Abstract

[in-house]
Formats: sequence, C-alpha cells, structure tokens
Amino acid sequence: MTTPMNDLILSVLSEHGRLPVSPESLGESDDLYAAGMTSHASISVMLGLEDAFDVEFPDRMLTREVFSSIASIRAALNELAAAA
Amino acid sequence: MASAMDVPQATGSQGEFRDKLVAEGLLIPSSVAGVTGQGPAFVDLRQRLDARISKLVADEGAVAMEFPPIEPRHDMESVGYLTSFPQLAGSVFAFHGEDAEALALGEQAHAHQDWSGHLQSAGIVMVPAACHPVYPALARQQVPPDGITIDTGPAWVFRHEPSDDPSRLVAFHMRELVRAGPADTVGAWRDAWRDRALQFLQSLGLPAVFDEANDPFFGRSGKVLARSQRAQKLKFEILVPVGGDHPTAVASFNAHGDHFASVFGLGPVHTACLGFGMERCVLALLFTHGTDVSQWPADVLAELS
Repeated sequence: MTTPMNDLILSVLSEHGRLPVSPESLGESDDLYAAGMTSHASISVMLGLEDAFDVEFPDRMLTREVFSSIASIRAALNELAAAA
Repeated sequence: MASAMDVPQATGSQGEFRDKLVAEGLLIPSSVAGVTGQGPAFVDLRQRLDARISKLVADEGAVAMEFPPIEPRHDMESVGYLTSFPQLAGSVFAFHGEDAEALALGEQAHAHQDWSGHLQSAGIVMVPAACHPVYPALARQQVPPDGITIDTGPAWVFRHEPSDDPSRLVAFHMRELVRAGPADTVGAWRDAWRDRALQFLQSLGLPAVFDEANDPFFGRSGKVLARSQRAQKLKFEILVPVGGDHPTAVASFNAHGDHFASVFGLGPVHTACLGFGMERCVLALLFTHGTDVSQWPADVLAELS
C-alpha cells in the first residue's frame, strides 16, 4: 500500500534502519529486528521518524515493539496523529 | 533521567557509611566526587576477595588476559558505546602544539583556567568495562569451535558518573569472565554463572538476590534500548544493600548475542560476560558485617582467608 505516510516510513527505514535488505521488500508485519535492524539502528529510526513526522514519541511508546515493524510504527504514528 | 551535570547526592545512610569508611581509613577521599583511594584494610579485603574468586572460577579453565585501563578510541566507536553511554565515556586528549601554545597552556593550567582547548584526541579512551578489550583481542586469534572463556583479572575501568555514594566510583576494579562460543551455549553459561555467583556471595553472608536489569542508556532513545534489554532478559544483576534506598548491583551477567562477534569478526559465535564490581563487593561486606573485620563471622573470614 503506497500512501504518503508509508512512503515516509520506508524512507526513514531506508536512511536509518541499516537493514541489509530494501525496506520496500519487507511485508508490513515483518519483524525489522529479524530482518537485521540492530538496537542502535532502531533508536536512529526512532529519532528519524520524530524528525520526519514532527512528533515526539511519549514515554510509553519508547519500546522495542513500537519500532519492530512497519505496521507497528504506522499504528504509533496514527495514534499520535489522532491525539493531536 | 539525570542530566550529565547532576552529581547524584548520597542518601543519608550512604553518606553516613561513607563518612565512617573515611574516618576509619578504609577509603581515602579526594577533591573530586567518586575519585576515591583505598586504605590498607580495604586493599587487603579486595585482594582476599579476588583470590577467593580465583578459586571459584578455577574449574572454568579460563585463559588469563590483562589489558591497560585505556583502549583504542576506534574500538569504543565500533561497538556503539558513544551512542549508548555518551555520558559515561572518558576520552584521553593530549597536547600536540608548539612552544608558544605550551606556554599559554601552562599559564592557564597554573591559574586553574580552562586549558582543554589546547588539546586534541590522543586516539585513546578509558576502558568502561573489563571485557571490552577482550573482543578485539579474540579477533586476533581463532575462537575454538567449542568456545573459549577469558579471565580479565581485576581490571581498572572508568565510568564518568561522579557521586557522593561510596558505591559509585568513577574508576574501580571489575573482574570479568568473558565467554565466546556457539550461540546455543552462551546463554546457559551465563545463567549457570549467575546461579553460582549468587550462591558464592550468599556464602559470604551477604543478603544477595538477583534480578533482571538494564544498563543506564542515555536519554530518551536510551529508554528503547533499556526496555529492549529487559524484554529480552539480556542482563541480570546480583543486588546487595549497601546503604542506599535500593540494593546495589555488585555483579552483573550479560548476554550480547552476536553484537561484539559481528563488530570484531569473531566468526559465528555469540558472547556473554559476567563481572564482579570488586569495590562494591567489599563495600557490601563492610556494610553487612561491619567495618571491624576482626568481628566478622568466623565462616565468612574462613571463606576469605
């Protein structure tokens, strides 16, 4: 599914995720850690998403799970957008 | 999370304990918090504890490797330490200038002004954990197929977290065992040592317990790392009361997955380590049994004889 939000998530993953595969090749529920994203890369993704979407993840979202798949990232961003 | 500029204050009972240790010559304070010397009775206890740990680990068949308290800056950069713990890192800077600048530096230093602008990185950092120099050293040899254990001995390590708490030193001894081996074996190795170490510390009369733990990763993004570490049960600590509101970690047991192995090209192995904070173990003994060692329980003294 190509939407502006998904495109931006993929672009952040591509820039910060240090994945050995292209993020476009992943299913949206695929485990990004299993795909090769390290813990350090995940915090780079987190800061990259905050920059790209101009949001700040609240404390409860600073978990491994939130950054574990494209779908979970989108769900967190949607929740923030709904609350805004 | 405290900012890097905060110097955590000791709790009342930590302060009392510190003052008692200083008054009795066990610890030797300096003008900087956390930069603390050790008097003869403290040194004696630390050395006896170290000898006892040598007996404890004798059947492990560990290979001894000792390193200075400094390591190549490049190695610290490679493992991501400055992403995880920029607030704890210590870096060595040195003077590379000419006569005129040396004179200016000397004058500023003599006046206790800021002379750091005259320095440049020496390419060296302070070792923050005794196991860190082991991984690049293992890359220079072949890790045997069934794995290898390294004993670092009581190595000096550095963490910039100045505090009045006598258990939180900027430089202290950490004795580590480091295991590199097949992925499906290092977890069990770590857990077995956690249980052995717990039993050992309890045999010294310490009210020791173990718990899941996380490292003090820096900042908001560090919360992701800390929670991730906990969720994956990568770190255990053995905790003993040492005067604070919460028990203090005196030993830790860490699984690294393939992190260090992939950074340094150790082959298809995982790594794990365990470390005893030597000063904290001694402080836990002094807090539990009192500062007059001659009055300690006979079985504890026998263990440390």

Reflection tomography is widely used to build velocity models for seismic depth imaging, but several factors can limit its effectiveness, particularly in resolving complexities in the near surface. A 3D data set acquired in a mountainous area of western China exhibited several such factors, including low fold of coverage in the shallow data that made it difficult to verify and adjust velocities based on measuring the flatness of common-imaging-point (CIP) gathers. The data set also presented challenges related to poor signal-to-noise ratio (S/N) and dramatic lateral velocity variation in the shallow section. The diving-wave tomography method, combined with precise first-arrival picking, provided an enhanced solution for deriving the shallow velocity field in the initial depth-migration velocity model. This was part of the innovative and enhanced velocity model-building workflow that was applied to accurately image the complex subsurface geology of this challenging data set. The workflow comprised four key steps: data conditioning, diving-wave tomography, reflection tomography, and prestack Kirchhoff depth migration. This project was the first application of diving-wave tomography combined with reflection tomography to land seismic data in China. Its demonstrated success provides a robust and effective velocity model-building solution for application in other complex depth-imaging land seismic projects in China and elsewhere.

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